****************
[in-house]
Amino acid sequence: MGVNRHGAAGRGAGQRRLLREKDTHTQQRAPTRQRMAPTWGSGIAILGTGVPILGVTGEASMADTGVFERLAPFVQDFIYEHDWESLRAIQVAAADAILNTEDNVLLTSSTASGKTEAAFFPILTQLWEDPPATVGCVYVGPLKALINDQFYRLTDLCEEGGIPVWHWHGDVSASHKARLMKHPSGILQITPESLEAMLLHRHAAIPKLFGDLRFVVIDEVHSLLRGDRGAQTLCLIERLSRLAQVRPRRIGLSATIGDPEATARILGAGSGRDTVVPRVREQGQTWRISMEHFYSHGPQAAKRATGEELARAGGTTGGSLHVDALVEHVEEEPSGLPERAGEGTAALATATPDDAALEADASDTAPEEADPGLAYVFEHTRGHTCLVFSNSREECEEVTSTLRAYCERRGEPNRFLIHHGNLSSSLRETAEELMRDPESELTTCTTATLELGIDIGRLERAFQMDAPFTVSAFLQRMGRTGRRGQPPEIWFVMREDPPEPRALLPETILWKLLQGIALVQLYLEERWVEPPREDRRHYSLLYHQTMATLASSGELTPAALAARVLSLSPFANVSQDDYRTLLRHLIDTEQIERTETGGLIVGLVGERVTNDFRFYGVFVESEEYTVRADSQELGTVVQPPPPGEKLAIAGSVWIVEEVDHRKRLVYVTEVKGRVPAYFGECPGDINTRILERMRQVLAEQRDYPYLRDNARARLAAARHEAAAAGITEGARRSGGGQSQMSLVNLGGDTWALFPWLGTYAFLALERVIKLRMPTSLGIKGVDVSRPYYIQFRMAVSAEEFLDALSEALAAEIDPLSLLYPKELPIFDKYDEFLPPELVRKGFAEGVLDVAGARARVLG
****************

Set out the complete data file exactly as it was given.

[in-house]
Amino acid sequence: MGVNRHGAAGRGAGQRRLLREKDTHTQQRAPTRQRMAPTWGSGIAILGTGVPILGVTGEASMADTGVFERLAPFVQDFIYEHDWESLRAIQVAAADAILNTEDNVLLTSSTASGKTEAAFFPILTQLWEDPPATVGCVYVGPLKALINDQFYRLTDLCEEGGIPVWHWHGDVSASHKARLMKHPSGILQITPESLEAMLLHRHAAIPKLFGDLRFVVIDEVHSLLRGDRGAQTLCLIERLSRLAQVRPRRIGLSATIGDPEATARILGAGSGRDTVVPRVREQGQTWRISMEHFYSHGPQAAKRATGEELARAGGTTGGSLHVDALVEHVEEEPSGLPERAGEGTAALATATPDDAALEADASDTAPEEADPGLAYVFEHTRGHTCLVFSNSREECEEVTSTLRAYCERRGEPNRFLIHHGNLSSSLRETAEELMRDPESELTTCTTATLELGIDIGRLERAFQMDAPFTVSAFLQRMGRTGRRGQPPEIWFVMREDPPEPRALLPETILWKLLQGIALVQLYLEERWVEPPREDRRHYSLLYHQTMATLASSGELTPAALAARVLSLSPFANVSQDDYRTLLRHLIDTEQIERTETGGLIVGLVGERVTNDFRFYGVFVESEEYTVRADSQELGTVVQPPPPGEKLAIAGSVWIVEEVDHRKRLVYVTEVKGRVPAYFGECPGDINTRILERMRQVLAEQRDYPYLRDNARARLAAARHEAAAAGITEGARRSGGGQSQMSLVNLGGDTWALFPWLGTYAFLALERVIKLRMPTSLGIKGVDVSRPYYIQFRMAVSAEEFLDALSEALAAEIDPLSLLYPKELPIFDKYDEFLPPELVRKGFAEGVLDVAGARARVLG